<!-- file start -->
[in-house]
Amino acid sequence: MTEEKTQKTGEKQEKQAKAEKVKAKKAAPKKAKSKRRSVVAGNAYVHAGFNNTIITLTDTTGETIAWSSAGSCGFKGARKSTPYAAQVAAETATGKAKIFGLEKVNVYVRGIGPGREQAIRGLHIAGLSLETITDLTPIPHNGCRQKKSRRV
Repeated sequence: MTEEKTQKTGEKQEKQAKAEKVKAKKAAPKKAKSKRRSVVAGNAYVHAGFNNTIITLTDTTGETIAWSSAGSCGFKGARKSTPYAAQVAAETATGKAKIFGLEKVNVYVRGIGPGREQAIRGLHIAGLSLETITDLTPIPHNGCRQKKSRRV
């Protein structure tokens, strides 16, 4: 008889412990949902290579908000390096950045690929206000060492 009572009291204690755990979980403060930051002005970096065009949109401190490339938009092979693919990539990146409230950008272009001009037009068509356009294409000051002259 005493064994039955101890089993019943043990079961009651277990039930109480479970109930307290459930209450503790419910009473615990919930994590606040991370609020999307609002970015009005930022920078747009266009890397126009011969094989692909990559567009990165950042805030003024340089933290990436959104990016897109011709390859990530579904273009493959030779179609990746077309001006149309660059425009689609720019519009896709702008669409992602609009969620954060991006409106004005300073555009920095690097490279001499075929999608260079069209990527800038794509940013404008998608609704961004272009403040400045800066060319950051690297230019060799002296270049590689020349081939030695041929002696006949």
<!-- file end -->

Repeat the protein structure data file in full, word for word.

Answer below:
[in-house]
Amino acid sequence: MTEEKTQKTGEKQEKQAKAEKVKAKKAAPKKAKSKRRSVVAGNAYVHAGFNNTIITLTDTTGETIAWSSAGSCGFKGARKSTPYAAQVAAETATGKAKIFGLEKVNVYVRGIGPGREQAIRGLHIAGLSLETITDLTPIPHNGCRQKKSRRV
Repeated sequence: MTEEKTQKTGEKQEKQAKAEKVKAKKAAPKKAKSKRRSVVAGNAYVHAGFNNTIITLTDTTGETIAWSSAGSCGFKGARKSTPYAAQVAAETATGKAKIFGLEKVNVYVRGIGPGREQAIRGLHIAGLSLETITDLTPIPHNGCRQKKSRRV
């Protein structure tokens, strides 16, 4: 008889412990949902290579908000390096950045690929206000060492 009572009291204690755990979980403060930051002005970096065009949109401190490339938009092979693919990539990146409230950008272009001009037009068509356009294409000051002259 005493064994039955101890089993019943043990079961009651277990039930109480479970109930307290459930209450503790419910009473615990919930994590606040991370609020999307609002970015009005930022920078747009266009890397126009011969094989692909990559567009990165950042805030003024340089933290990436959104990016897109011709390859990530579904273009493959030779179609990746077309001006149309660059425009689609720019519009896709702008669409992602609009969620954060991006409106004005300073555009920095690097490279001499075929999608260079069209990527800038794509940013404008998608609704961004272009403040400045800066060319950051690297230019060799002296270049590689020349081939030695041929002696006949």